DEVELOPMENT OF A DIGITAL IMAGE MEASUREMENT SYSTEM
- Wednesday, 20 June 2007
An unexpected tragedy took place on April 28, 1988, when the roof of an Aloha Airlines 737 aircraft ripped open at 24,000 feet, killing a flight attendant and injuring eight people. The in-flight structural failure of Aloha Flight 243's 19-year-old aircraft prompted NASA Langley Research Center to join with colleagues at the U.S. Federal Aviation Administration and the U.S. Air Force to initiate the Nation's first Aging Aircraft Research program.
One of the program's essential goals was to develop reliable, predictive methods for assessing the residual strength of aging aerospace structures. Dr. Charles E. Harris, the NASA director of the Aging Aircraft Research program, realized that the complex distortions and large, three-dimensional (3-D) warping observed in thin, lightweight aerospace structures during the failure process simply could not be measured by existing methods. In response to the need for a new method, Harris provided support to research scientists at the University of South Carolina (USC) from 1992 to 1996 to develop the first method capable of making the required, full-field measurements.
Over the course of this effort, the USC researchers developed Digital Image Correlation, a data analysis process which uses a proprietary mathematical correlation method to analyze digital image data taken while samples are subjected to mechanical stresses. Consecutive image captures taken during the testing phase show a change in surface characteristics as the specimen is affected by the mechanical stresses imposed upon it. This type of technology is known as computer vision, the automated extraction of information regarding the objects or scene in one or more images.
In 1999, USC licensed a key component of the technology it developed through the Aging Aircraft Research program. As a result, Correlated Solutions, Inc. (CSI), of West Columbia, South Carolina, was formed to focus on the improvement, development, and marketing of advanced measurement systems using the principles of computer vision. Soon after, CSI received contracts from NASA Langley to build systems capable of making specific measurements of interest to NASA This prompted CSI to convert the working academic system to a viable commercial product.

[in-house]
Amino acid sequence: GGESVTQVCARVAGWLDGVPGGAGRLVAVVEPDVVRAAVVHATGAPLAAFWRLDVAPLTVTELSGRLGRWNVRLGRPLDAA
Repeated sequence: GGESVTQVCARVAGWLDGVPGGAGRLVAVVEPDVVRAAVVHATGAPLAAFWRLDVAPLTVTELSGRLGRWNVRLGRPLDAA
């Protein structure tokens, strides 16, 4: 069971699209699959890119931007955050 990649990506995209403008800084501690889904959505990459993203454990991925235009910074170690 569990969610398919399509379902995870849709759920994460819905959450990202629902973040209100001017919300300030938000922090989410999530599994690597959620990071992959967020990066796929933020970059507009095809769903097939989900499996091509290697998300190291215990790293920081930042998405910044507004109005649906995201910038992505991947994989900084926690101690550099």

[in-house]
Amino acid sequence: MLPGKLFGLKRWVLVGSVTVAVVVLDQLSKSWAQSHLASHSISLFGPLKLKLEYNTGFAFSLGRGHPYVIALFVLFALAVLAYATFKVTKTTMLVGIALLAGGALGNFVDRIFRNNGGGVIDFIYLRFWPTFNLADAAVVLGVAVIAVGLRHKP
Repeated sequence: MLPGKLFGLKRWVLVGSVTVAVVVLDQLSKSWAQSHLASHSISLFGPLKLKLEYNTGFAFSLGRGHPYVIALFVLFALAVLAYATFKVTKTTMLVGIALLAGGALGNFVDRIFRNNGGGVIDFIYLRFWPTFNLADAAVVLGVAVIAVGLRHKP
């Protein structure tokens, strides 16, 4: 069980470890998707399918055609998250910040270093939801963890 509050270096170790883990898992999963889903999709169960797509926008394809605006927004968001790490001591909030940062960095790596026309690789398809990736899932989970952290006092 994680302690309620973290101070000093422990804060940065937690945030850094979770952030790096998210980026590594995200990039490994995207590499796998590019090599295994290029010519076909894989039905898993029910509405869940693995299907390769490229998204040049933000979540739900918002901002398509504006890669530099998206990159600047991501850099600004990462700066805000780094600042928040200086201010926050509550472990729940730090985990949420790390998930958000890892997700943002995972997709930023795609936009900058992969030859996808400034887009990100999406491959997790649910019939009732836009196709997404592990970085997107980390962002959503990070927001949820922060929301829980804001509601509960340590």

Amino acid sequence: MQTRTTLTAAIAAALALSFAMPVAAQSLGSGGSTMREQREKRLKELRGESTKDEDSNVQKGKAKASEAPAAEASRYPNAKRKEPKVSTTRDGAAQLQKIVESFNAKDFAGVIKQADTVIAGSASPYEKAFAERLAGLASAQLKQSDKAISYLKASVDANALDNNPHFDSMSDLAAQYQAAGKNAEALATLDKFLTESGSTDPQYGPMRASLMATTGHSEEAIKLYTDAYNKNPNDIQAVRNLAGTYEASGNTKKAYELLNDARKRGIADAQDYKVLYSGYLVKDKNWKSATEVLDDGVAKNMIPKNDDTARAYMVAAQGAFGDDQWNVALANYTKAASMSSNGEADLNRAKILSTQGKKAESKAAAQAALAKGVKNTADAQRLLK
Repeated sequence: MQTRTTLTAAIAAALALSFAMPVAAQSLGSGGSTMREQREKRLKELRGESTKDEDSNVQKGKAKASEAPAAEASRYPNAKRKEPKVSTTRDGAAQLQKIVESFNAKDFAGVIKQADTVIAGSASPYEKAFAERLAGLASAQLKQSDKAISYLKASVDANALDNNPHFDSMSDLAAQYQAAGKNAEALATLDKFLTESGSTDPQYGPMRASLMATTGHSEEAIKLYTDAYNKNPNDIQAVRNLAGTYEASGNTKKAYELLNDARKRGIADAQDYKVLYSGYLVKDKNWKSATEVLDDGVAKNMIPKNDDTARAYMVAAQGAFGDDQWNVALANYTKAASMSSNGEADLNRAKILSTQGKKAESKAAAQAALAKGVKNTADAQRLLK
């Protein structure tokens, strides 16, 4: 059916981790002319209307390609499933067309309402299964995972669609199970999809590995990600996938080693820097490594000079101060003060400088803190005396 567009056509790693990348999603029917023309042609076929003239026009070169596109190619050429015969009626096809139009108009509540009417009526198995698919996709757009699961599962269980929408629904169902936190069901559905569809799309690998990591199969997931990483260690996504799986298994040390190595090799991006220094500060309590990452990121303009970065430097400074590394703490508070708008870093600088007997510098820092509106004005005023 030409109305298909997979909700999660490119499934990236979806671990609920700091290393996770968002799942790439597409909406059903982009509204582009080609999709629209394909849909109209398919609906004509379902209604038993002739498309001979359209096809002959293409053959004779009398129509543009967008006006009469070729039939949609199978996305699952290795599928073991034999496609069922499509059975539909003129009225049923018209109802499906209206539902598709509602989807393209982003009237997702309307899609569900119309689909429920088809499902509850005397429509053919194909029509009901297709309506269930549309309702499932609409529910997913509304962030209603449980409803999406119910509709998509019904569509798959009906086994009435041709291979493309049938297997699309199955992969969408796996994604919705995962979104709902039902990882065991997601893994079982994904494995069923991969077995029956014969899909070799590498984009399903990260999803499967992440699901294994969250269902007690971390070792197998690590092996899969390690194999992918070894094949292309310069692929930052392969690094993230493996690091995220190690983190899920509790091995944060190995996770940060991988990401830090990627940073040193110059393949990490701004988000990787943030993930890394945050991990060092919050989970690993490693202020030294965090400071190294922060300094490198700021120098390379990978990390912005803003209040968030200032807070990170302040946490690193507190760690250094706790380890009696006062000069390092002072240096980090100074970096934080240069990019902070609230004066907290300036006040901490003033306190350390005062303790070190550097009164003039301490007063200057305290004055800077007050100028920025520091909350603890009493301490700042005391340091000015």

While the basic principles employed to develop the original stereo-vision measurement system remain essentially unaltered, CSI has improved and expanded the applicability of all aspects of the technology. It offers both 2-D and 3-D measurement systems. The 2-D digital image correlation system allows for the measurement of full-field, in-plane displacements. The method is easy to use, accurate, and fast. It requires only one camera to take the images and a computer to run the analysis.
CSI's 3-D system consists of two digital cameras and associated hardware for the cameras to obtain the necessary pairs of stereo images; a computer-based image acquisition and analysis system to record and process the images to obtain full-field data; and software to convert the images into measurements of 3-D displacements. The software, known as VIC-3D, provides a wide array of presentation options for viewing and displaying the data.
CSI's 2-D and 3-D measurement systems are available to industry, government, and academia. The company's marketing representatives in Europe, Asia, and the United States offer custom measurement systems for clients, as well as standard configurations for typical applications. CSI provides full technical support for designing, configuring, and utilizing their measurement systems in virtually any application environment. In support of customer needs, CSI personnel work with each individual to select the appropriate lenses, cameras, lighting, data acquisition hardware, software, and accessories for the application of interest.
The 3-D image correlation technique can be applied to any field requiring an understanding of material deformation when subjected to external influences. Applications include aircraft fuselage and wing analysis, rubber tire analysis, biomedical research, and crash testing. The technology has recently extended its applications to optical stereo-microscopy, scanning electron microscopy, and atomic force microscopy. These new systems allow for the characterization of bio- engineered and nano materials.